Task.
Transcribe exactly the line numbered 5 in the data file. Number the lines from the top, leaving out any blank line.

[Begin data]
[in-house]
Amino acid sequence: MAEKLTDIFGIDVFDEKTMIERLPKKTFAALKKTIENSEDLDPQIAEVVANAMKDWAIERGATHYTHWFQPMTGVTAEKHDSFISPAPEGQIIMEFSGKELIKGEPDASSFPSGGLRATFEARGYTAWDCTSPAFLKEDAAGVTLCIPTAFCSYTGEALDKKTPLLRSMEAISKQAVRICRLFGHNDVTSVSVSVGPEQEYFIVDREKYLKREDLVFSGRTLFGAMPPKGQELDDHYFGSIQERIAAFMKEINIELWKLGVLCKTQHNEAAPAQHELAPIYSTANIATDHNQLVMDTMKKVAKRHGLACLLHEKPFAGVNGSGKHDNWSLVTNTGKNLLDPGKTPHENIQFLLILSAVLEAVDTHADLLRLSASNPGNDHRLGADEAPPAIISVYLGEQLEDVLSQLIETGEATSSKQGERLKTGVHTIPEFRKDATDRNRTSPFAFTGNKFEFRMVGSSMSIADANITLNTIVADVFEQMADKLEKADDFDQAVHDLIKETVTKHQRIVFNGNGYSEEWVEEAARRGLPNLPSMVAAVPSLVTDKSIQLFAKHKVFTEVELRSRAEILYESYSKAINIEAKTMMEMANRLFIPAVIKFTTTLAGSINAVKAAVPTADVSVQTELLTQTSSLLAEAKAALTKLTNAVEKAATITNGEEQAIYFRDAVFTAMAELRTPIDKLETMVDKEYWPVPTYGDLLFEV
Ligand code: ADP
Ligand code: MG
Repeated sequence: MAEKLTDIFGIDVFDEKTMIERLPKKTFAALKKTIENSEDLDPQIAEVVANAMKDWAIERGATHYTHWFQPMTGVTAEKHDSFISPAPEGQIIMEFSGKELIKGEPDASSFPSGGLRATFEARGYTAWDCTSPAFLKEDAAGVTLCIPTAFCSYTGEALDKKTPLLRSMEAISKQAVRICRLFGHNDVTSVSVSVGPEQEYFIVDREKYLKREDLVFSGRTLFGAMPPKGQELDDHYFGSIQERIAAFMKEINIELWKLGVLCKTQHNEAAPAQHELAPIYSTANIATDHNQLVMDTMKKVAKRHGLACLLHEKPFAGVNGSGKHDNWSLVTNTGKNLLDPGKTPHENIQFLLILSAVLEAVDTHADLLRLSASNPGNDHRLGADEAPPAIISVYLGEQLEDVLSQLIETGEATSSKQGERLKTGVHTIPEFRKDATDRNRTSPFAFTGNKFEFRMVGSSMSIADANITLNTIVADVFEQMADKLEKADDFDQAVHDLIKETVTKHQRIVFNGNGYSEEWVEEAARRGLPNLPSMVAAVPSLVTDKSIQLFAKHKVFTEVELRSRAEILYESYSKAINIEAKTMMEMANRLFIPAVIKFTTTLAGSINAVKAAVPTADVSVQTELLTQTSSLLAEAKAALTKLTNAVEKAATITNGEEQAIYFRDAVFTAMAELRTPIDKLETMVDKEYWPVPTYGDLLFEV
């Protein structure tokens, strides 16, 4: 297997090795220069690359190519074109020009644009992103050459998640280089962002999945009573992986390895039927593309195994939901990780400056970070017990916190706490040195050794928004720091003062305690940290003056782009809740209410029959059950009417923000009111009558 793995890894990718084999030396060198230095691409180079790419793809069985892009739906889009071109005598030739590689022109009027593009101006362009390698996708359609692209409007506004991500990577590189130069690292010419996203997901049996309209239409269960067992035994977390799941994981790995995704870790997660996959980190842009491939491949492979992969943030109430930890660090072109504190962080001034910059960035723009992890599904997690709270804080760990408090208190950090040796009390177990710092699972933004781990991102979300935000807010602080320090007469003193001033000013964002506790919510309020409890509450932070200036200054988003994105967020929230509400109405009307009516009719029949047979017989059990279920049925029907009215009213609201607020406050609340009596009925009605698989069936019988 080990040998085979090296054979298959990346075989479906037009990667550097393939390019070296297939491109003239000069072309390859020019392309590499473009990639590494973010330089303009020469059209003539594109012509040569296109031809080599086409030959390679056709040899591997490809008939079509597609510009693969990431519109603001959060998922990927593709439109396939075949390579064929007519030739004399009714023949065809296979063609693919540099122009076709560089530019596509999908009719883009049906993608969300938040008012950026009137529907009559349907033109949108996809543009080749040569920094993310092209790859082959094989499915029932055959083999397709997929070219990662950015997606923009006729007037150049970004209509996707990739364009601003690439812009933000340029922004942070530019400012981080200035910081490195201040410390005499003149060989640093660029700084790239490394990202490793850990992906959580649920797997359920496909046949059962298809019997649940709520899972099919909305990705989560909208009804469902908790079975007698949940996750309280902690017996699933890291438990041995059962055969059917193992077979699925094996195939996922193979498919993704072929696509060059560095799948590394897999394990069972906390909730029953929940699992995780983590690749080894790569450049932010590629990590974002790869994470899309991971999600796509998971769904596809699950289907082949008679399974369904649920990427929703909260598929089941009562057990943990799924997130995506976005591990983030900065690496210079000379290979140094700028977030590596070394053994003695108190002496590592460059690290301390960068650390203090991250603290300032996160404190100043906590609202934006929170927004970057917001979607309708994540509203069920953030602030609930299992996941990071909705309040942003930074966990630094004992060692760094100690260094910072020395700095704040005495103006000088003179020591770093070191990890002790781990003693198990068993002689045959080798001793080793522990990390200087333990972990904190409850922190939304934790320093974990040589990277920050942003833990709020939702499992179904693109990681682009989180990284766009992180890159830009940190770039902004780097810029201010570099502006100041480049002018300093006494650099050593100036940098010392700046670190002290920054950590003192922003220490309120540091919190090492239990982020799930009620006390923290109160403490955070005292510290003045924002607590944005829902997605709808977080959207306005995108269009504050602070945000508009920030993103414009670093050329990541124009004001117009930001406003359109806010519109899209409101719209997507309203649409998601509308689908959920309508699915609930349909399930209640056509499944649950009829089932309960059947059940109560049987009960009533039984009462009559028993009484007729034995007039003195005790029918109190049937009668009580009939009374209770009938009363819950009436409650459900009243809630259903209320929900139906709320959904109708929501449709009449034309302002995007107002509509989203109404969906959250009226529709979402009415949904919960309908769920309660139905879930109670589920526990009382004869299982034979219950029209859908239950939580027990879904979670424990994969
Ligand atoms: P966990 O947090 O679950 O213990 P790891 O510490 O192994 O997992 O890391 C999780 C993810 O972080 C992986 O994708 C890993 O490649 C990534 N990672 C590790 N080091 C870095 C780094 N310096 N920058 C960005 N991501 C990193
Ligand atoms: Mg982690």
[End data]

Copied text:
Repeated sequence: MAEKLTDIFGIDVFDEKTMIERLPKKTFAALKKTIENSEDLDPQIAEVVANAMKDWAIERGATHYTHWFQPMTGVTAEKHDSFISPAPEGQIIMEFSGKELIKGEPDASSFPSGGLRATFEARGYTAWDCTSPAFLKEDAAGVTLCIPTAFCSYTGEALDKKTPLLRSMEAISKQAVRICRLFGHNDVTSVSVSVGPEQEYFIVDREKYLKREDLVFSGRTLFGAMPPKGQELDDHYFGSIQERIAAFMKEINIELWKLGVLCKTQHNEAAPAQHELAPIYSTANIATDHNQLVMDTMKKVAKRHGLACLLHEKPFAGVNGSGKHDNWSLVTNTGKNLLDPGKTPHENIQFLLILSAVLEAVDTHADLLRLSASNPGNDHRLGADEAPPAIISVYLGEQLEDVLSQLIETGEATSSKQGERLKTGVHTIPEFRKDATDRNRTSPFAFTGNKFEFRMVGSSMSIADANITLNTIVADVFEQMADKLEKADDFDQAVHDLIKETVTKHQRIVFNGNGYSEEWVEEAARRGLPNLPSMVAAVPSLVTDKSIQLFAKHKVFTEVELRSRAEILYESYSKAINIEAKTMMEMANRLFIPAVIKFTTTLAGSINAVKAAVPTADVSVQTELLTQTSSLLAEAKAALTKLTNAVEKAATITNGEEQAIYFRDAVFTAMAELRTPIDKLETMVDKEYWPVPTYGDLLFEV